State workers’ union takes pay raise fight to Capitol steps
AFSCME Florida spokesman Kelly Benjamin kicks off a press conference and rally asking the state to give its employees a 5% raise.

State workers are asking for a 5% raise.

Amid a pay raise impasse between Florida and the state workers’ union, state employees and supporters took the issue to the old Capitol steps.

Last month, State and American Federation of State, County and Municipal Employees (AFSCME) Florida negotiators left a labor meeting without a contract. AFSCME Florida has asked for a 5% pay raise across the board and a 2% cost of living allowance.

And a week later, Gov. Ron DeSantis announced his proposed $91.4 billion budget for the next fiscal year — without that pay raise. AFSCME Florida’s president, Vicki Hall, Wednesday called the timing of the announcement saddening and a shame.

“These workers need to be respected. These workers need to be paid correctly,” Hall said. “It’s a strain that when he put the $91.4 billion budget and have the state workers actually cut out of that, that was a slap in the face when he announced it before Thanksgiving Day.”

Tallahassee City Commissioner Curtis Richardson was in the rally to support AFSCME. From 2000-2008, he represented Gadsden and Leon counties in the Florida House.

“They’re having to work two and three jobs just to make ends meet and to send their children to college,” Richardson said. “It is unconscionable in a state like the state of Florida with a $90 billion budget, it is unconscionable that our state employees cannot receive an annual pay increase when we’re giving tax cuts to big business and the wealthy.”

In the last dozen years, state workers have received two pay raises, which come at the discretion of the Legislature. Richardson argued the state should give raises annually to meet inflation.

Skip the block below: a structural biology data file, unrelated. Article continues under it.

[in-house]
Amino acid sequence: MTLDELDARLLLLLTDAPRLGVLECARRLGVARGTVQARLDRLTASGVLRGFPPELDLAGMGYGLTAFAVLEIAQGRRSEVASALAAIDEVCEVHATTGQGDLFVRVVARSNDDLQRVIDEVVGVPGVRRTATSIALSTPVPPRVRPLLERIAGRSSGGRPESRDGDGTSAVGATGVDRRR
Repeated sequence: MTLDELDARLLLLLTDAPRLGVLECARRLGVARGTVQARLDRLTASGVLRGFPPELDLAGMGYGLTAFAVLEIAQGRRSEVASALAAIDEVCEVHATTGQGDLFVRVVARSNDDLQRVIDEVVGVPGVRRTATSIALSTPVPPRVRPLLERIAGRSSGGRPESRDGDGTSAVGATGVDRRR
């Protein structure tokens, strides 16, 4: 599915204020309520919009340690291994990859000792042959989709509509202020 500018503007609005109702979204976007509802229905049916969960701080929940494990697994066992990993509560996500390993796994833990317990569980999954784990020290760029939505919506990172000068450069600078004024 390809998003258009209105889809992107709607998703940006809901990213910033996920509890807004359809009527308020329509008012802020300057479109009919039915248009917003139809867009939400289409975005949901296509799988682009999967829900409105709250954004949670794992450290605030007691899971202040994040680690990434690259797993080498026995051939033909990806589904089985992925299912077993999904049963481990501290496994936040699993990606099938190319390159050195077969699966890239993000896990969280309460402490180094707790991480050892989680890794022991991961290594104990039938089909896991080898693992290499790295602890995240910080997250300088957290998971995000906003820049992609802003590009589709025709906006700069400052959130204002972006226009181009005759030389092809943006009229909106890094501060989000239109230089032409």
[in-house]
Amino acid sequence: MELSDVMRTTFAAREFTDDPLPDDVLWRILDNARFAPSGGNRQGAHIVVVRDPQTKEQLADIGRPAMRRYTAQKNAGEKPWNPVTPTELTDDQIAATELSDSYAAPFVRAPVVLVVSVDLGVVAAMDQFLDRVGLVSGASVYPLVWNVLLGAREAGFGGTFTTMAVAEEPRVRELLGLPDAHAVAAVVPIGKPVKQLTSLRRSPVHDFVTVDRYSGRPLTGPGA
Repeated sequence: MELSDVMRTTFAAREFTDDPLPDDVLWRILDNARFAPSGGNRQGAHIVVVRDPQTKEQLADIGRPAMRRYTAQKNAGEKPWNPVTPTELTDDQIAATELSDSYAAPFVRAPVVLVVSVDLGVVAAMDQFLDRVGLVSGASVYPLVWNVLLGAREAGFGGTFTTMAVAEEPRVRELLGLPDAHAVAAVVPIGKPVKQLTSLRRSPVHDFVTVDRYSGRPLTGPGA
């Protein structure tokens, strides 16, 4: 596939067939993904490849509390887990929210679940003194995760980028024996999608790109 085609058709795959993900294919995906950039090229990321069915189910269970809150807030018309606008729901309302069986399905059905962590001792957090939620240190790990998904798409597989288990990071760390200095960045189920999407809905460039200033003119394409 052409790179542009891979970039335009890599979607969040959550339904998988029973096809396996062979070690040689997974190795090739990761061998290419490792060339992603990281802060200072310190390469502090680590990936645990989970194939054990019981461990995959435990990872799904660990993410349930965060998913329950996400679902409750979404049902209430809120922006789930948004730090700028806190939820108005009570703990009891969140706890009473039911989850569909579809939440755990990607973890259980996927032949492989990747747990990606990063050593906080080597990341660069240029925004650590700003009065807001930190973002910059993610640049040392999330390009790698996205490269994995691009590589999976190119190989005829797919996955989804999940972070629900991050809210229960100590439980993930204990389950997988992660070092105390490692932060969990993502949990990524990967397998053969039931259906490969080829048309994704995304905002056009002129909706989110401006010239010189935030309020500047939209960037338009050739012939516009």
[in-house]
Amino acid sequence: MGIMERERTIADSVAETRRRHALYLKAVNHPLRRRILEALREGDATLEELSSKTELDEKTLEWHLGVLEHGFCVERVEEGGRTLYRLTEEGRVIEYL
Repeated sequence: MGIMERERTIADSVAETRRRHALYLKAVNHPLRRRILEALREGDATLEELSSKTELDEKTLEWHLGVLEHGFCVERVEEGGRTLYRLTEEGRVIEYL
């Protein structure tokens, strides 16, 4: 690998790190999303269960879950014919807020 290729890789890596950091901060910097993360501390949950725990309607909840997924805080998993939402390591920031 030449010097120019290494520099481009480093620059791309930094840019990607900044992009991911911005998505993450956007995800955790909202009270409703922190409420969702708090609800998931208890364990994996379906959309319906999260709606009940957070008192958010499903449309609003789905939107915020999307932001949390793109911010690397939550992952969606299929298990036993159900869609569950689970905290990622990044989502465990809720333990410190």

“It’s clear that our local economies, particularly in the Big Bend area, depend so heavily on state employees, and state government is the largest employer in our area,” Richardson said. “So when our state employees, when their incomes aren’t growing, they don’t have the discretionary income to put into the economy.”

President of an AFSCME Tallahassee branch Rasheeda Fryson, who has a son and makes less than $31,000 annually, has worked for the state for more than 20 years. She also has a master’s degree but chooses to stay with the state because she wants to dedicate herself to the Agency For Health Care Administration.

“It saddens me that I go to school to work hard and provide for my family, but I’m not totally making ends meet,” Fryson said.

On Tuesday, DeSantis announced two days off for state workers during this holiday season. But AFSCME Florida spokesman Kelly Benjamin said the move feels shallow when the state has fought to increase its employees’ wages.

“It’s a great gesture, and it’s appreciated, but let’s make no mistake, state workers earned that day off,” Benjamin said. “They worked hard. They deserve to spend time with their families around the holidays, and what state workers really want for Christmas is to be able to feed their families and pay their bills.”

The next scheduled negotiation is on Dec. 30.

Renzo Downey

Renzo Downey covers state government for Florida Politics. After graduating from Northwestern University in 2019, Renzo began his reporting career in the Lone Star State, covering state government for the Austin American-Statesman. Shoot Renzo an email at [email protected] and follow him on Twitter @RenzoDowney.


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